Like a lot of Cold-War-era writing, Zhivago was overhyped in the West when we found it useful for anti-Soviet propaganda. Back in 1957, when it was published in translation in the US and Europe, our own cultural commissars blew their whole hyperbole-budget coming up with praise for the novel. Here, for example, is Sir Isaiah Berlin's careful, balanced evaluation: "Not since Shakespeare has love been so fully, vividly, scrupulously and directly communicated."
Ah, good old Isaiah Berlin! Like Hugh Kenner, he can be counted on to be completely wrong about everything in the world. It restores your faith in stupidity. Impressed by ridiculous hype like Berlin's, the Swedes obliged by giving Pasternak the Nobel in 1958.
It's been a while since anyone in the West called Zhivago a great book. The reason's pretty obvious: we don't need it any more. Pasternak has joined Bukovsky, Kundera, and several dozen Poles on the list of those "great dissident writers" whose greatness vanished when their propaganda value lapsed. (Been to any Andrej Wajda film festivals lately?)
Not that Zhivago is a bad book. I reread it last week, and I'd rate it higher than Limonov does (see his column); but it's hardly the best romance since Shakespeare. It's something you don't get in the English-speaking world -- a highbrow potboiler. As such, it's fine: a cast of millions, lots of excellent detail...but wasted in the service of a sickly, masochistic Christianity. As the novel reaches a climax, all the brilliant detail vanishes and a maudlin, self-indulgent martyr-rhetoric takes over.
What's so scary is that it's the same sort of mystical nonsense which consumed Gogol, Dostoevsky, and Tolstoy -- whose failings can't be blamed on Stalin -- and turned them into bad writers.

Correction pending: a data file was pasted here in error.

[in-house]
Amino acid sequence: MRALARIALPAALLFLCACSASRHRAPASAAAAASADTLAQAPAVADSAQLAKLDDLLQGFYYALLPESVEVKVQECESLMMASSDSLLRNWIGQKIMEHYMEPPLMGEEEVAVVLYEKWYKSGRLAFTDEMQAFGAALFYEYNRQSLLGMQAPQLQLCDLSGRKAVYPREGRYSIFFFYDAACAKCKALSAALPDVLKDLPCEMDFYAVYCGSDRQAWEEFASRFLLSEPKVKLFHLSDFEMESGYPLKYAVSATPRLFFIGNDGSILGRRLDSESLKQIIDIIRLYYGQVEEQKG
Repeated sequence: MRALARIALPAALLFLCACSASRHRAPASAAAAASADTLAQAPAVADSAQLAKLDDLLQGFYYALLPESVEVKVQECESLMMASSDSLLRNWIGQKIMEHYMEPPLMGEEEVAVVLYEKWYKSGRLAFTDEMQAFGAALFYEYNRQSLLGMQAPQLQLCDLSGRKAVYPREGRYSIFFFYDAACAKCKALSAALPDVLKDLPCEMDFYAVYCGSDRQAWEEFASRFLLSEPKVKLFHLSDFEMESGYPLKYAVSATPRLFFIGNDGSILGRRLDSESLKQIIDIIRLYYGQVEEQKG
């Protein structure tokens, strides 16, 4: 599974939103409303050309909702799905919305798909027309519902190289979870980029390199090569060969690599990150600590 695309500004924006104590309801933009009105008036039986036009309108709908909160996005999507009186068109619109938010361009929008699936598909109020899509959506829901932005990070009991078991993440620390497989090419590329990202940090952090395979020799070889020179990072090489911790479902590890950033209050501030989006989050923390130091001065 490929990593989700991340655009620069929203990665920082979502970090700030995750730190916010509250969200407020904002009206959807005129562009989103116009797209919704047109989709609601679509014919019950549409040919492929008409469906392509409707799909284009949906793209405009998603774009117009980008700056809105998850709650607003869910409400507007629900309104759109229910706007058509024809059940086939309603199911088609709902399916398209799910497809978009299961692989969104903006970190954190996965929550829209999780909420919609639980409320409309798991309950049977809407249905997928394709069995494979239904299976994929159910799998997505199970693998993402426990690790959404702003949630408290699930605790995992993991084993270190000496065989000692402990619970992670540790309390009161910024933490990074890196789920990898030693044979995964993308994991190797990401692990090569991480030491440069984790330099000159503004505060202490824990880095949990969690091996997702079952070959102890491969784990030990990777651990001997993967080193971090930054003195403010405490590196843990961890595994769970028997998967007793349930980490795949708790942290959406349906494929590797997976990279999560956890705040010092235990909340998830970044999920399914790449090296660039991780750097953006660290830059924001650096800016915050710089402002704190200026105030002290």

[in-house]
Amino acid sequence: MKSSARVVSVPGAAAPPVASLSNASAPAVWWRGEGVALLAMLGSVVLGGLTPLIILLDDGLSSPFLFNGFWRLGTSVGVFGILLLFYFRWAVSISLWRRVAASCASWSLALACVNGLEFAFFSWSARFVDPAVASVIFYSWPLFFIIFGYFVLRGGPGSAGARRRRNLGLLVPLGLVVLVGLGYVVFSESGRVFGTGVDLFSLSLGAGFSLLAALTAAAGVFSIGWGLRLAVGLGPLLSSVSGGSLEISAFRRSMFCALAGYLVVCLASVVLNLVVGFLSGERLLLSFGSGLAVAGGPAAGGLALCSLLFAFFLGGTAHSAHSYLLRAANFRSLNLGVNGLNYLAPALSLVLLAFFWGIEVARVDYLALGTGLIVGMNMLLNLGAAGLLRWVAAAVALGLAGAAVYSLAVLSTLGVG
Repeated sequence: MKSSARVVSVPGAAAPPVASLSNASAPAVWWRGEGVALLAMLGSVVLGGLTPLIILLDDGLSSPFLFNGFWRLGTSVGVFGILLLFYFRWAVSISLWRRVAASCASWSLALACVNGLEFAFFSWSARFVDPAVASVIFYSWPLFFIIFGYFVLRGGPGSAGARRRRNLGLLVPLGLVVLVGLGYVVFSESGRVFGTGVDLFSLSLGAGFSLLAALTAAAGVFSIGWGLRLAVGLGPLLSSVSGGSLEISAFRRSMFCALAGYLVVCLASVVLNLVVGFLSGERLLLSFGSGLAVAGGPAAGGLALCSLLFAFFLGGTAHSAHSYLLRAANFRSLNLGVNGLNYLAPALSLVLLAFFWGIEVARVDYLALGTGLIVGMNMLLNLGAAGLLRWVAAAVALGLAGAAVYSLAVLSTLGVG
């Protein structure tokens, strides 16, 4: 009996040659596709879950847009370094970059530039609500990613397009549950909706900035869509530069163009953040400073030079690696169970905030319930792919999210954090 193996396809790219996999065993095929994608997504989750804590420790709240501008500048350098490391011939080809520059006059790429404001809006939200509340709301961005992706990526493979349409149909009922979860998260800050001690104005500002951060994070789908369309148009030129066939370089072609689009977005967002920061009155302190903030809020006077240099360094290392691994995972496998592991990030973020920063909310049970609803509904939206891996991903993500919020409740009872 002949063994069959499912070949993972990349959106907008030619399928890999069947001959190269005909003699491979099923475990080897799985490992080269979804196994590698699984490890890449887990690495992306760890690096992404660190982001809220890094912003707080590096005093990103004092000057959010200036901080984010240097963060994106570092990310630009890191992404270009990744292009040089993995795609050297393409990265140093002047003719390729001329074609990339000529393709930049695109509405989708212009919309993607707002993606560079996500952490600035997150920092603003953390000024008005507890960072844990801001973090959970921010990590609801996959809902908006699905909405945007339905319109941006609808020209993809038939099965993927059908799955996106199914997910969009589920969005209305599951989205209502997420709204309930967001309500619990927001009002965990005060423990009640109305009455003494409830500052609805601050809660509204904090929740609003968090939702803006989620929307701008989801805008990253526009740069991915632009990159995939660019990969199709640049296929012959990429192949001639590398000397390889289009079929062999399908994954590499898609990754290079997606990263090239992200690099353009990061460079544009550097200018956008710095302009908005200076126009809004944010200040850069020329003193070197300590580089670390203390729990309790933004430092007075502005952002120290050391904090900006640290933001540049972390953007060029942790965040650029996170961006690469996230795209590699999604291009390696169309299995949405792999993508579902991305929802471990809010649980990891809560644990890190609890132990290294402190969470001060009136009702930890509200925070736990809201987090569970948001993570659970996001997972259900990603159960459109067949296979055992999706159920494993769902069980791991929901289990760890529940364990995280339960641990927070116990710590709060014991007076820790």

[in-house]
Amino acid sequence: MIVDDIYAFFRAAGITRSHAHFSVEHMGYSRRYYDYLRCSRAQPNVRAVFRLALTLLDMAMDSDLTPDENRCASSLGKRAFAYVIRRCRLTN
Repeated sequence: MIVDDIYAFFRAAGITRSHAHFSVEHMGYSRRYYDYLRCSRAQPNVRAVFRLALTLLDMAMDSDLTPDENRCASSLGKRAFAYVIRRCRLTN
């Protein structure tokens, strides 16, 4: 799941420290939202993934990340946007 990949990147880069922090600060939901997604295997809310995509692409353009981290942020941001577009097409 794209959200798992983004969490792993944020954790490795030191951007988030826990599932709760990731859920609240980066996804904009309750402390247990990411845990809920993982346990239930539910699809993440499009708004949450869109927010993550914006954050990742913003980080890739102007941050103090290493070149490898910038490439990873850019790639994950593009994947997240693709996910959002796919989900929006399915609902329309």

Yes, bad writers. Nobody loves Dostoevsky more than I do. I worship every word in Notes from Underground. But somebody needs to say it: Brothers Karamazov, his last and supposedly greatest work, composed after piety had wholly consumed his brain, is one of the worst novels ever written. It's laughable. Crude. Silly. And very, very long. The characters are childish Sunday-School puppets. Brother Zossima is a pompous ass, Alyosha a simpering twit, his brothers lifeless cutouts. The only decent bits, like the Inquisitor, are totally extraneous to the novel.
The Tempter, Christ, ate Dostoevsky's talent and left him to die. As He did to Gogol. The only reason Tolstoy held Him at bay a bit longer is that his own ego was so monstrously ravenous that it shouldered creeping Jesus away for a while -- but Tolstoy, too, died a prating, pious fool.There's a strange demographic asymmetry here. In the US, where Christianity has turned 90% of the population into imbeciles, the good 20th-c, writers have generally managed to avoid infection with the Christ bacillus, while in 20th-c. Russia, Christianity, abandoned by ordinary people, consumed most of the great writers. Perhaps, left to itself, the Christ virus will seep downward and outward as it's been doing for five centuries, down to where it belongs, at the base of the demographic pyramid -- the idiots. But if prevented from reaching them, it builds up and percolates higher, toward the intelligent people, infecting them, stunting their work and their thoughts. That's what happened to the brave writers of Soviet Russia: forced to use up their immune systems resisting the State, they were as helpless as Hurons before the God-infection. They shouldered the cross and destroyed their talents.
A few escaped Christ-contagion; Babel is the obvious example, and it's tempting to attribute his immunity to the fact that he was a Jew. After all, Russian Jews had been turning the other cheek far too long to romanticize that sort of chronic, humiliating martyrdom. But the merely ethnic explanation doesn't account for Pasternak or Mandelstam -- who poured lots of Christ into his intricate martyrdom.
What actually saved Babel was too obvious for high-culture critics to see: he was a nerd, damn it! A king among nerds, a very Prince of Dorkness, with the nerd's intense admiration for violence in a good cause. And in a pinch he could do without the good cause. (If you'd like to see a squeamish Western academic squirm around this question, see Peter Stine's article "Isaac Babel and Violence" in Modern Fiction Studies, 30:2. To be fair, Stine is handicapped by a discourse which can't acknowledge simple, obvious facts, i.e. all healthy young men who aren't getting to fuck the cheerleaders love, seek and worship violence.)